Though the idea of pitching to contact had been stressed by the Washington Nationals since he initially joined the organization after being taken first overall in the 2009 Draft, Stephen Strasburg's pro career started with a fourteen-strikeout game against the Pittsburgh Pirates on June 8, 2010. He admitted afterwards that he sometimes got caught up in the moment and started to go for strikeouts, though he knew it wouldn't always be as easy for him as it was that night in front of 40,315 fans in Nationals Park in his major league debut.
"I just want to go out there and execute the majority of my pitches out there the way I can," the then-21-year-old right-hander told reporters, "and the strikeouts are more of an accident than anything. You want to go up there pitching to contact, wanting them to put the ball in play, and it happens some games, but not all the games are going to be like this." Strasburg made just eleven more starts that summer before suffering a tear of the ulnar collateral ligament in his right elbow.
Though he hasn't matched or bested that strikeout total in the 74 starts he's made since his debut, Strasburg did strike 13 batters out twice in 2012 and he's hit double digits in Ks ten times so far in his career. Now-former Nats' skipper Davey Johnson said last summer that he thought Strasburg got caught up in the hype and high K totals once he started pitching in the majors and didn't back to being the pitcher the manager selected for Team USA's roster in the Beijing Olympics in 2008 until this season.
"[He went] away from contact," Johnson explained, "But when he gets back to attacking hitters and going right after them with good location, he's nasty. But his stuff was always pretty consistent. It's just his command when he tries to do too much."
The Strasburg that Davey Johnson was looking for finally showed up in an August 11, 2013 outing at home in D.C. against the Philadelphia Phillies which saw the now-25-year-old starter strike out 10, walk one and throw just 99 pitches in the first complete game shutout of his MLB career. "He's always, ever since I had him in the Olympics," Johnson said, "he's always showed great command of the strike zone with his fastball down in the zone and basically fastball, curveball. I don't think he threw that many changeups today, it was basically fastball, curveball, but he was both sides of the plate. When he's like that, I mean, he'll have low-pitch games. How many did he end up striking out, 12?"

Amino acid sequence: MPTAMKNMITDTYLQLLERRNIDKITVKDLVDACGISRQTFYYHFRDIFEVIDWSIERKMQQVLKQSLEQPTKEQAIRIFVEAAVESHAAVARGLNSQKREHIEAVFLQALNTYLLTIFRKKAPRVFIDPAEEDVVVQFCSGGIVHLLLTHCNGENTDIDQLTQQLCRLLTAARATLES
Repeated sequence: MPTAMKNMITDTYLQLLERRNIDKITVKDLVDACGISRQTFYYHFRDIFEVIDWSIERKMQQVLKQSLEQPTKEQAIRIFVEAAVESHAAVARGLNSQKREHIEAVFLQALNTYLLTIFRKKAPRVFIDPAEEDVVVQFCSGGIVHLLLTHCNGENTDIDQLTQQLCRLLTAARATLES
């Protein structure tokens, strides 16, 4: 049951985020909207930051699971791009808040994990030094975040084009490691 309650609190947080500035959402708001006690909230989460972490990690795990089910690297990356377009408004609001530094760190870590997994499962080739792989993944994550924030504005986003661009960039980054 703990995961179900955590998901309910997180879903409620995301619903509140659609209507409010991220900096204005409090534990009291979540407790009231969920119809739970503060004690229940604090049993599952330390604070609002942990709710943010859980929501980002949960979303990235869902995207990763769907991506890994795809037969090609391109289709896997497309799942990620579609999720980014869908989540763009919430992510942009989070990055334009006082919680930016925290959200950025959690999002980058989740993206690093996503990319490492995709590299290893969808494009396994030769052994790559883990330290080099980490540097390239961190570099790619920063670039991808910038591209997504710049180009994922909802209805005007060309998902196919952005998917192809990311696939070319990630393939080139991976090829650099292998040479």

He struck out 10.
"I mean, that's going deep in games," Johnson said after the record was corrected by a reporter, "low pitch counts and striking out that number. Instead of going up and trying to miss the bats, he was pretty much saying, 'Here, hit it.' Which is great."
After striking out 92 (12.18 K/9) in 68 IP in his first 12 major league starts and 197 (11.13 K/9) in 159 1/3 IP in his first full-season back from Tommy John surgery in 2012, Strasburg struck out 191 (9.39 K/9) in 183 IP (good for 4th overall in the NL in K/9 and 10th overall in the majors) and saw his GB% (Ground Ball%) go from 47.8% in his rookie campaign and 44.2% in his third season in 2012 to 51.5% in 2013.
That was the 4th highest GB% amongst qualified NL starters and eighth overall in the majors behind the likes of Wade Miley in Arizona at 52.0%, Andrew Cashner in San Diego 52.5%, Jeff Locke in Pittsburgh at 53.2%, Doug Fister (54.3%) and Rick Porcello (55.3%) of the Detroit Tigers, A.J. Burnett from the Pirates (56.5%) and Justin Masterson (58.0%) in Cleveland.
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Strasburg's fourth major league season ended with him at (8-9) with a 3.00 ERA, 3.21 FIP, 16 HRs (0.79 HR/9) and 56 walks (2.75 BB/9) allowed and 191 Ks (9.39 K/9) collected in 30 starts. "His numbers are indicative that he should have won 15 ballgames, at least," Davey Johnson told reporters after Strasburg's final start of the year, but he hasn't yet reached his ceiling in Johnson's mind.
"He's still, there's a few things that he could do better," the Nats' outgoing manager explained. "He knows what they are. He's a little too regular still at times," Johnson said, referring to Strasburg's tendency to fall into too predictable a pattern with runners on base, "but he's made improvements. He's getting to be the complete pitcher. He's awfully good as it is, but there's still more room in there for improvement."
There was one important change over the course of the 2013 season, however, as Johnson saw it.
"He's much calmer," the manager for two and a half of Strasburg's first four seasons said last September, "and he's not letting the little things bother him and he's right where he needs to be." Strasburg had surgery to remove bone chips from his right elbow in late October, but he's expected to be ready for Spring Training and the start of the 2014 campaign.
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